L-earning: rethinking young women's working lives

Most young people do paid work before they finish school and college, and for university students, paid work is increasingly necessary due to rising student fees and cost of living.

Female students are especially likely to undertake paid work alongside their studies; from babysitting to retail and hospitality work, to new forms of digital platform work.

Previous studies suggest that gender inequalities exist even in these early forms of work. Despite this we know little about the detail of young people's first experiences of work, nor how these may engender longer-term patterns and establish differences between men's and women's working lives that we know grow as workers get older.  

Indeed, although young women now outperform men in education, and outnumber them in higher education, by the time they hit their 30s, working women experience a growing gender pay gap. Moreover, many of the gains made in women's employment over the last 50 years have been stalled and even reversed by recent economic disruption, including austerity, the pandemic and cost of living crisis.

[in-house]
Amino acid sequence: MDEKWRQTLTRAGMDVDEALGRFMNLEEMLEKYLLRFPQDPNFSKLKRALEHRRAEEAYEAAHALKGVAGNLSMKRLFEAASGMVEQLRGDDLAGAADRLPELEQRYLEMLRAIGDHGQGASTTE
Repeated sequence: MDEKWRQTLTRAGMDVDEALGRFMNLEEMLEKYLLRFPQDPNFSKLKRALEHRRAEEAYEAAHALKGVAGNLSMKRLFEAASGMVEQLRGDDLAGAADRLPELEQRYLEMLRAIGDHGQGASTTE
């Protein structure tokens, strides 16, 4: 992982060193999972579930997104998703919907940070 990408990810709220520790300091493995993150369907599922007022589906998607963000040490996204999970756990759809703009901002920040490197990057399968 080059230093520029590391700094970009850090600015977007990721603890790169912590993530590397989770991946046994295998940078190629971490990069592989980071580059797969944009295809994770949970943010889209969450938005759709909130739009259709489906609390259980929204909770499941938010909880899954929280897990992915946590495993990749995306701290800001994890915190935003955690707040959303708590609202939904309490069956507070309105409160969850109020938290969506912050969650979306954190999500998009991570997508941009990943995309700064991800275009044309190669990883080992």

To address these challenges, it is timely and urgent to look closely at young women's working lives, and provide detailed analysis of how they enter, move around or get stuck in specific types of work.

This study will investigate how gendered inequalities emerge in young women's earliest experiences of work and how these get solidified or are remade as their working lives develop.

It will generate data through analysis of existing national data sets, focus groups and interviews with 180 young women, and interviews and roundtables with national stakeholder representatives.  

The research will impact academic disciplines across the Social Sciences and produce benefits for policymakers, industry, education and third sector organisations working to challenge inequalities and promote positive change in the lives of young women.  

The study will be steered by a young women's advisory group, supported by the Young Women’s Trust, ensuring they have a central role in shaping the research. 

Follow updates on the project on Twitter: @ywworking

Project website